28 September 2021

K Drama Review: Squid Game (2021) 4.6 || 4.5

A lot of people were raving about Squid Game so I decided to read up on it. I was initially hesitant to watch it because it felt similar to The School Nurse Files, which we dropped because it was too eerie for me. But because almost everyone kept saying it was good, we decided to give it a try. And we were hooked right away. The short episodes (mostly less than an hour) and series (9 episodes in all) helped make it more watchable. And I guess I can tolerate gore and violence more than ghosts and supernatural stuff. 


Squid Game is about the story of several people who are deep in debt. Loan sharks and creditors are running after them and some of them even signed waivers to sell their organs to pay off their debts. Desperate to get out of their different predicaments, 456 people agree to join a secret game. They will be playing six children's games and at stake is 45.6 billion won. Little did they know, however, that the losers will be eliminated literally, i.e., they will be killed. And only the winner/s will be able to walk away alive. 


The show started out in a very gripping manner. You're bound to get hooked right away because of the unorthodox way the games were played. 

I loved how the show just gave us sufficient background on the male lead, Seong Gi Hun (Lee Jung Jae), without boring us with too many unnecessary details. It was enough to show us how he desperately lived in poverty to drive home the point that when the poor have their backs against the wall, they would do whatever it takes to tide them over. Even if it means they could die. And they'd be willing to do it all over again, even if they're already aware that they could really be killed. 

I also liked the show's very realistic portrayal of poverty. A lot of K dramas usually gloss over that issue where we see supposedly "poor" people still living in decent houses and being able to afford luxuries. This one was as close to reality as it gets. The depiction of poverty and the desperation that came with it actually reminded me of Parasite

In general, this show is not for the faint-hearted. It can get extremely gory and violent. Yet, I enjoyed the contrasting way the show presented its story - playing relaxing classics like Fly Me to the Moon and The Blue Danube and using very bright, colorful, and cheerful game areas while everyone is participating in highly stressful competitions in life or death situations.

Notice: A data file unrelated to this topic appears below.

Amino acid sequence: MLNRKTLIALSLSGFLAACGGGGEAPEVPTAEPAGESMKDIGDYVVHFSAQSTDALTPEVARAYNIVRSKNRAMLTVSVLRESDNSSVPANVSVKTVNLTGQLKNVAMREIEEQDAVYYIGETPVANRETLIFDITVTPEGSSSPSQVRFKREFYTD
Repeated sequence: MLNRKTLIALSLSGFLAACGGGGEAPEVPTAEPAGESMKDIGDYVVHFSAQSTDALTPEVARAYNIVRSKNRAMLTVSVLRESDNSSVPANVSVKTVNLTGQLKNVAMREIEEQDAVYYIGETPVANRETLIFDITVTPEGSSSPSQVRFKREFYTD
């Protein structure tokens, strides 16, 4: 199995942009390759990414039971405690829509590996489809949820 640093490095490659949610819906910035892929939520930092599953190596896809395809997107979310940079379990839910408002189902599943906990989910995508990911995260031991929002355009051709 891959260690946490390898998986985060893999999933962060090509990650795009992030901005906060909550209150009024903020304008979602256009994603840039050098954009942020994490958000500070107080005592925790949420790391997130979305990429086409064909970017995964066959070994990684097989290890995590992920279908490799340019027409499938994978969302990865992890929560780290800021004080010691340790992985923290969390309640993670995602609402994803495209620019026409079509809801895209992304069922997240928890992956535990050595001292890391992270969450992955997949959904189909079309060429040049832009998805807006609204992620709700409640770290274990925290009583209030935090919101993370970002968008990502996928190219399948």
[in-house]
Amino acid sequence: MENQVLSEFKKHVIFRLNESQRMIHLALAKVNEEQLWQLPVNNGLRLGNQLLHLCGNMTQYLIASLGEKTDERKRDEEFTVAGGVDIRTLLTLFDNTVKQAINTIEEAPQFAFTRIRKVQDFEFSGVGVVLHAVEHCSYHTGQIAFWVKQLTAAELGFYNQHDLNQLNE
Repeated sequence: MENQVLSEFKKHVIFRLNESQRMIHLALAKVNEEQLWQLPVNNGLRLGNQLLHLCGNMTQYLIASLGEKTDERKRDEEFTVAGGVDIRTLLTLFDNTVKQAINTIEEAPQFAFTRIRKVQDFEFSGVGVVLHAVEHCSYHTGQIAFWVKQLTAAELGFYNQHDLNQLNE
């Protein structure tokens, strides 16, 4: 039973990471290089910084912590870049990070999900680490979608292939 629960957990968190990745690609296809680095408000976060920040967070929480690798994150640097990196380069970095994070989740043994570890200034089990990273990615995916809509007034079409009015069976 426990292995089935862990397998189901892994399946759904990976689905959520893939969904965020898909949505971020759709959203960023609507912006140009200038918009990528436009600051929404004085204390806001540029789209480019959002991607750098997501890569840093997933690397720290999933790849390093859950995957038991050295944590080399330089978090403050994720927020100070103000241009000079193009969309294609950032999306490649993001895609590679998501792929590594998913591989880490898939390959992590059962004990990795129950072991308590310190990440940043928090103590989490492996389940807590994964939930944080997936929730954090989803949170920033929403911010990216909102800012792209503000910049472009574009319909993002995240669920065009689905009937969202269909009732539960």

The great thing about this show is how good the actors are, regardless of how I felt about the characters they portrayed. Well, except maybe Anupam Tripathi of Hospital Playlist, who played the role of Ali, a Pakistani illegal immigrant. His acting felt stiff and unnatural at times. And given how he had quite a bit of an extended role, I felt we deserved better. 

Lee Jung Jae was perfect as Seong Gi Hun. I could feel all of the emotions he tried to pass on to me through the TV screen - his desperation to better provide for his family, his positivity despite the mess he was in, his encouraging spirit that lifted up the people around him, his willingness to help others, and his anger and frustration at how the people behind the games were playing with everyone as if they were animals competing with each other. It was our first time to watch him but we were thoroughly impressed. 

Gi Hun took my emotions into a roller coaster ride. I was rooting for him because I knew he wanted to have a better life for his mother (Kim Young Ok of Love Alarm, Ms. Hammurabi, Reply 1988, and Coffee Prince). But when he cheated the old man, Il Nam (Oh Yeong Su), during the marble game, I began to doubt him. But when I found out Il Nam was actually the man behind the games, I began to root for him again. And I loved how he didn't allow himself to go crazy over the money that he won. It was great that he shared them with the families of the two other people he beat. 

This is our third time watching Park Hae Soo after Prison Playbook and Persona. It was quite shocking to see him in a more aggressive role compared to his silent and passive character in Prison Playbook.